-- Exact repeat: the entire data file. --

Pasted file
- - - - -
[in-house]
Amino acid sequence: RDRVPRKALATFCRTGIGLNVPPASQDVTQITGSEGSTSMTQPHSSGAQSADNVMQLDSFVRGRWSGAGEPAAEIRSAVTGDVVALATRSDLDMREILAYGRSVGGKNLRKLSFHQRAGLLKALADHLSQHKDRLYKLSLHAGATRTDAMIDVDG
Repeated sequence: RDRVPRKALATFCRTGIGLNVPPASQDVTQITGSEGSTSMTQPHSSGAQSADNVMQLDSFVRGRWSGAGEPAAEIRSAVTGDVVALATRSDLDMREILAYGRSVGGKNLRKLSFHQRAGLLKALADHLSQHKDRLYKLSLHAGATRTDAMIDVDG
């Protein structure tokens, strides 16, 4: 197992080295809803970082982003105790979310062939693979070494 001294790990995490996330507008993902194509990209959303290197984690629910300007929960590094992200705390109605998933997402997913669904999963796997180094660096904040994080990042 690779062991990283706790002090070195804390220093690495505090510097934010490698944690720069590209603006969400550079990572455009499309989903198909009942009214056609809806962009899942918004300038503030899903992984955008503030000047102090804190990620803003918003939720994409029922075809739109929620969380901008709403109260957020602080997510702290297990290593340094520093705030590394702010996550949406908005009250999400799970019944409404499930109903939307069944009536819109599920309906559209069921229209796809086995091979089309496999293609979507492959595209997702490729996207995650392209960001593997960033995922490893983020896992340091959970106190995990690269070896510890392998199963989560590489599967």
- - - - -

[in-house]
Amino acid sequence: RDRVPRKALATFCRTGIGLNVPPASQDVTQITGSEGSTSMTQPHSSGAQSADNVMQLDSFVRGRWSGAGEPAAEIRSAVTGDVVALATRSDLDMREILAYGRSVGGKNLRKLSFHQRAGLLKALADHLSQHKDRLYKLSLHAGATRTDAMIDVDG
Repeated sequence: RDRVPRKALATFCRTGIGLNVPPASQDVTQITGSEGSTSMTQPHSSGAQSADNVMQLDSFVRGRWSGAGEPAAEIRSAVTGDVVALATRSDLDMREILAYGRSVGGKNLRKLSFHQRAGLLKALADHLSQHKDRLYKLSLHAGATRTDAMIDVDG
């Protein structure tokens, strides 16, 4: 197992080295809803970082982003105790979310062939693979070494 001294790990995490996330507008993902194509990209959303290197984690629910300007929960590094992200705390109605998933997402997913669904999963796997180094660096904040994080990042 690779062991990283706790002090070195804390220093690495505090510097934010490698944690720069590209603006969400550079990572455009499309989903198909009942009214056609809806962009899942918004300038503030899903992984955008503030000047102090804190990620803003918003939720994409029922075809739109929620969380901008709403109260957020602080997510702290297990290593340094520093705030590394702010996550949406908005009250999400799970019944409404499930109903939307069944009536819109599920309906559209069921229209796809086995091979089309496999293609979507492959595209997702490729996207995650392209960001593997960033995922490893983020896992340091959970106190995990690269070896510890392998199963989560590489599967």